This biography of Erwin Wolf was translated by Ted Crawford in preparation for an early issue of Revolutionary History but was not used for publication. It is an extract from Quelques proches collaborateurs de Trotsky by Pierre Broué in Cahiers Léon Trotsky No.1, January 1979. Broué’s article dealt with numerous of Trotsky’s collaborators and gave particular attention to Jan Frankel, Otto Schüssler, Rudolf Klement and Walter Held. The original footnotes have been renumbered and slightly reorganised.

Erwin Wolf

A Biographical Sketch

Of Erwin Wolf whose nickname, Kiff, became his first political pseudonym, Vereecken, who also counted him among his adversaries, gives a very different portrait when he writes of “his pleasant and agreeable face, which inspired confidence, his quick and energetic words and fluent speech with which he used to defend in a frank manner what he thought necessary in the cause of the movement.”

He was born at Reichenberg, now Liberec, in the Sudetenland in December 1902 to a rich Jewish business family, (Wolf und Sohn, Kolonialverein – Grosshandlung). Though a Czechoslovak citizen he does not seem to have been politically active in his own country. He followed the higher education of a rich man’s son in Berlin, Paris and Oxford. In the Sudentenland he had been sympathetic to the “Left Front” but he had never belonged to a mass workers’ party, which was rare among the Left Opposition at that time. He joined it when he was studying in Berlin in 1932. After Hitler’s victory he decided not to return to Czechoslovakia but to emigrate to Paris, where he arrived in March 1933. He decided to become a full-time political activist after refusing the offer of his Uncle Heinrich, who was established in the United States and who wanted him to do a doctorate in business at Columbia. He was registered at the Sorbonne for a statistics course, where, with the companion of Ackerknecht, he ran a little shop selling jewellery trinkets, but a year later a settlement with his brother gave him his share of his inheritance and thus financial independence and enabled him to devote his whole time to political activity.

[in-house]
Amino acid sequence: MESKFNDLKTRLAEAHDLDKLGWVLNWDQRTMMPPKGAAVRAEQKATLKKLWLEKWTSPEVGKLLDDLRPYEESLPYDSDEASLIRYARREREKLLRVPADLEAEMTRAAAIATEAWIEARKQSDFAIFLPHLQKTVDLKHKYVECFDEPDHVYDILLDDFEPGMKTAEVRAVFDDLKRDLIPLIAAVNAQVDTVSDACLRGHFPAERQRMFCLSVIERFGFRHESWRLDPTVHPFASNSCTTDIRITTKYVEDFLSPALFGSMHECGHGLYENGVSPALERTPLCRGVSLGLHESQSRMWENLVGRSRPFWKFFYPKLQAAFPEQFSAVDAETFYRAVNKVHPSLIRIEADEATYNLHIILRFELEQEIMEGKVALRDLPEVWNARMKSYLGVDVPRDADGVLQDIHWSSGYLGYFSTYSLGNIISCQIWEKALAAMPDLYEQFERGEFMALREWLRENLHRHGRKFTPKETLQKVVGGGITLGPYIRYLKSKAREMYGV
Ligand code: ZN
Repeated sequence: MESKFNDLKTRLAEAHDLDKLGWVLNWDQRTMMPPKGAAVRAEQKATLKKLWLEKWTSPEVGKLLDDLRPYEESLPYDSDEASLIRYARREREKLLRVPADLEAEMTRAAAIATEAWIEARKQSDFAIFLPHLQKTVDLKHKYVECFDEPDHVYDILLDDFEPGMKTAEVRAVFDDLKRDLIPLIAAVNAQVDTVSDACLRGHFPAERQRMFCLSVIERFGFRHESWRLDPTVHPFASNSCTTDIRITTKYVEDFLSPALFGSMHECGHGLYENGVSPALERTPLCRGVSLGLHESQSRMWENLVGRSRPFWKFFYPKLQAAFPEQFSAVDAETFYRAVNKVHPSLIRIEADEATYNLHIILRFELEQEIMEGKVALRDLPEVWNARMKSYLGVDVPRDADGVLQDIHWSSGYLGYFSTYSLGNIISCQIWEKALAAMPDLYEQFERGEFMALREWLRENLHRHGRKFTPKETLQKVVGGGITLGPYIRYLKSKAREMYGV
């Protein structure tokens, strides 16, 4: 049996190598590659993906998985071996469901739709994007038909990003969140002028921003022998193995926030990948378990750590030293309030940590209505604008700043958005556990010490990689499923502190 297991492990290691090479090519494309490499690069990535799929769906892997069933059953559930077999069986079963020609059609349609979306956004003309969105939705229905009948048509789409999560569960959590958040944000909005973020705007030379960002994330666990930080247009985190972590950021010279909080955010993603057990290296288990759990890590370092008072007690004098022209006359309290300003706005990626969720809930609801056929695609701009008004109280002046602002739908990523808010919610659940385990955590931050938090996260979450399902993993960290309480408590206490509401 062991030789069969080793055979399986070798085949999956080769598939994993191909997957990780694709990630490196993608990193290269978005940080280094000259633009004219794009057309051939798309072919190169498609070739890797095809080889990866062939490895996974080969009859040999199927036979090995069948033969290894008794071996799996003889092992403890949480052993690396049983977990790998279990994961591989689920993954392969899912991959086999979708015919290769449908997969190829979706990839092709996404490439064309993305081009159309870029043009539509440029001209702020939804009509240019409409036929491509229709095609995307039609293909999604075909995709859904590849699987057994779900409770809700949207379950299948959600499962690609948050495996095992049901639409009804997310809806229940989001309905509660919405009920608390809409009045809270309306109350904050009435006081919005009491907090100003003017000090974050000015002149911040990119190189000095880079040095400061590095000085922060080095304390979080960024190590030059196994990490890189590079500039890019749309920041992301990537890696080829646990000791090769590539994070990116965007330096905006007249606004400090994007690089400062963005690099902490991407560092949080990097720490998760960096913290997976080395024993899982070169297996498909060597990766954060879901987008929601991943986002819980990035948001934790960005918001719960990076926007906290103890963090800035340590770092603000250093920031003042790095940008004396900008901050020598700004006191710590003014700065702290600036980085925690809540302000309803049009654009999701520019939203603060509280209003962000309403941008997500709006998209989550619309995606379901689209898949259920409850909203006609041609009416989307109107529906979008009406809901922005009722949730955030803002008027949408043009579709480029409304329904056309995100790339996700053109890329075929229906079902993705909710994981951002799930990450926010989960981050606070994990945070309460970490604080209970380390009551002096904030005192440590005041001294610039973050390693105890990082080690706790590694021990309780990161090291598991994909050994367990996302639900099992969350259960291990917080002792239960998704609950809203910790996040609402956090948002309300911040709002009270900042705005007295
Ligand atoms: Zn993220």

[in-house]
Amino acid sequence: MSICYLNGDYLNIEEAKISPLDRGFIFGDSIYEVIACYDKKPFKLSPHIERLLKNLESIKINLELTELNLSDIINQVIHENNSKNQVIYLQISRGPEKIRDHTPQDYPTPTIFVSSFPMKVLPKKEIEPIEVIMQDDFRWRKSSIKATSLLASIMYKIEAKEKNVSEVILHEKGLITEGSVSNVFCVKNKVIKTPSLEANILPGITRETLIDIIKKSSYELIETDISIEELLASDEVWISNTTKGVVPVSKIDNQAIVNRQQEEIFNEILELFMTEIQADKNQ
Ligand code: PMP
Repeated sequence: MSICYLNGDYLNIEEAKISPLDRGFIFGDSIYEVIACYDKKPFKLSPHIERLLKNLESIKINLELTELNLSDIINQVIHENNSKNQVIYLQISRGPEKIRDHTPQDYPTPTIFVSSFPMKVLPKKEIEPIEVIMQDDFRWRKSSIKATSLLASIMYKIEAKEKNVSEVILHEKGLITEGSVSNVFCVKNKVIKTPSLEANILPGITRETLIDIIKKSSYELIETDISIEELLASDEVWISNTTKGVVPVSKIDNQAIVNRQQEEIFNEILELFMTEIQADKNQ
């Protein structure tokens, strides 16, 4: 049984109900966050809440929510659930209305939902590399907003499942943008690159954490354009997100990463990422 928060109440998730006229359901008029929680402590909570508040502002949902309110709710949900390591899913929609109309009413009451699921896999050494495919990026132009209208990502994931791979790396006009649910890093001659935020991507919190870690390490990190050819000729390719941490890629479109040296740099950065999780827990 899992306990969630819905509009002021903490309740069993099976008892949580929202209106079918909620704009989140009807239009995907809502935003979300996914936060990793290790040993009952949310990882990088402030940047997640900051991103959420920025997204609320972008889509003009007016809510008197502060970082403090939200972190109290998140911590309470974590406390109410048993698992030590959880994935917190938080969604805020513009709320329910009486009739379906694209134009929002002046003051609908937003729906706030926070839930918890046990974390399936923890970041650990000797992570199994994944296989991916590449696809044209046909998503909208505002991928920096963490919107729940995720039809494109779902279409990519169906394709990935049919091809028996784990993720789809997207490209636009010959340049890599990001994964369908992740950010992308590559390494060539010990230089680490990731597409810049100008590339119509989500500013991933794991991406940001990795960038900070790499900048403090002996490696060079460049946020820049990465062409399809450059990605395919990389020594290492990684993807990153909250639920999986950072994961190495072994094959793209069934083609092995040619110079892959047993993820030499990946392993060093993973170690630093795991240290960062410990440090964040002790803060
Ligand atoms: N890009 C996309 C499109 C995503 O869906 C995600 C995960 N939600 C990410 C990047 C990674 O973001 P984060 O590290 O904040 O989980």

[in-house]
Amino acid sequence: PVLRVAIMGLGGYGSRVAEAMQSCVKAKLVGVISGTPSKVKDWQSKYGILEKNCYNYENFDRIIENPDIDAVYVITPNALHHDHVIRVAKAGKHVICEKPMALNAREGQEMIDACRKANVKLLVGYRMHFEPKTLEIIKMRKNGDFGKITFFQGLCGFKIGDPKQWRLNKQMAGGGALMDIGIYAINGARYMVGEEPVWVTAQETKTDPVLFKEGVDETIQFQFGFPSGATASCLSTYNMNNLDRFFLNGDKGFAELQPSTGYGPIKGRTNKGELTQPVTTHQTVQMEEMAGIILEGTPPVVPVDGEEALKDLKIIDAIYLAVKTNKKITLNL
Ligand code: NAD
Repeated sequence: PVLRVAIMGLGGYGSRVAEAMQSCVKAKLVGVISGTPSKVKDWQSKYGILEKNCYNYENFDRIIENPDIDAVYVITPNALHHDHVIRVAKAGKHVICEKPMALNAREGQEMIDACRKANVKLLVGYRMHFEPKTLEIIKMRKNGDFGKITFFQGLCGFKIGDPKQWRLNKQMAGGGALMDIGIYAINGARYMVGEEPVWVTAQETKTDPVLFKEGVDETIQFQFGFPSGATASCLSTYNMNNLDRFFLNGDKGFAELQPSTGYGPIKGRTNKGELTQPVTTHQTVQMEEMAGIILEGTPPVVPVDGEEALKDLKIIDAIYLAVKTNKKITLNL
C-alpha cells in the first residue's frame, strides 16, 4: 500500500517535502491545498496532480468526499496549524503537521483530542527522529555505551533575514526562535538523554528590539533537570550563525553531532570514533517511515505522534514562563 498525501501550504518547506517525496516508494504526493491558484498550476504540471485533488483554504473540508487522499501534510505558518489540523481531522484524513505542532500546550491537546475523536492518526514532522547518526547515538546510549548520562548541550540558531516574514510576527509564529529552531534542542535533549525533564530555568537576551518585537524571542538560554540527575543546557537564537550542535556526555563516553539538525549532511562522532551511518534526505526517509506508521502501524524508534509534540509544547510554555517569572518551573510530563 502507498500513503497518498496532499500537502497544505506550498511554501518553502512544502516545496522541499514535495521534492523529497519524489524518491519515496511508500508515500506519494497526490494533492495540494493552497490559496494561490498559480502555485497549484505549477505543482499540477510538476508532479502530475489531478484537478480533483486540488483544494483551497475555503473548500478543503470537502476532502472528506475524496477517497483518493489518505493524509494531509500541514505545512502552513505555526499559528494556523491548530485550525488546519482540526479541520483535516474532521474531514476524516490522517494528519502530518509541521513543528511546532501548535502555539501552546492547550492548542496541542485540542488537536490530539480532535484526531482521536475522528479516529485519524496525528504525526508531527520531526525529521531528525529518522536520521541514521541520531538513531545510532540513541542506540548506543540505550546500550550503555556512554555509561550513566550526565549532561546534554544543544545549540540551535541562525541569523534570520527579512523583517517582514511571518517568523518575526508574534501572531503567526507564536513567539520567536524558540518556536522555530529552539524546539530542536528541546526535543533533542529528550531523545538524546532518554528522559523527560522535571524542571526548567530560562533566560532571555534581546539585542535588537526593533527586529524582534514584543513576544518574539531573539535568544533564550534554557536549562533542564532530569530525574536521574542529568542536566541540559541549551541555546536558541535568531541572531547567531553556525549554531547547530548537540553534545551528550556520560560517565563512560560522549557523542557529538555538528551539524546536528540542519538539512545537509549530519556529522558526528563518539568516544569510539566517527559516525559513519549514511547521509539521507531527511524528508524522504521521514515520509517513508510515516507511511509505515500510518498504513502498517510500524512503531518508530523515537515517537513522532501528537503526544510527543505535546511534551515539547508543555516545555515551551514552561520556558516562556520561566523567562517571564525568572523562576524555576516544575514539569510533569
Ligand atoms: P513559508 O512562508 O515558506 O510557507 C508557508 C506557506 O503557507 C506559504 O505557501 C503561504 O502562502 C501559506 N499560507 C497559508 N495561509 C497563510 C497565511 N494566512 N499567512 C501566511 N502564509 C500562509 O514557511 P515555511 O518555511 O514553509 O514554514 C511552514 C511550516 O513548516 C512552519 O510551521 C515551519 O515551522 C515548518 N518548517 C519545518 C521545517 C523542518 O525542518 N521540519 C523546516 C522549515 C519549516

It was no doubt in 1933 that he was co-opted to the leadership of the IKD abroad without having played any previous part in it. In the course of the debate on “entrism” in 1934 he found himself on the side of Bauer but he did not follow the logic which led to a split in the international organisation. According to an oral tradition, which cannot be confirmed, in changing his opinion he brought his money with him and then allowed the pro-entrist minority to defend its positions in Unser Wort. He was present at the Dietikon conference. A shared hostility to Ruth Fischer and Maslow brought him closer to Johre (Josef Weber) and Oskar Fischer (Schüssler), whom he supported without reservation in their refusal to allow these two old Zinovievites to join the organisation. Apparently he had to endure the sarcasms of the these two who both expressed astonishment at the presence in Paris of a “German” emigre of Czechoslovak nationality and asserted that the place for a activist could only be in his own country, that very Sudetenland where the Nazis were making great advances.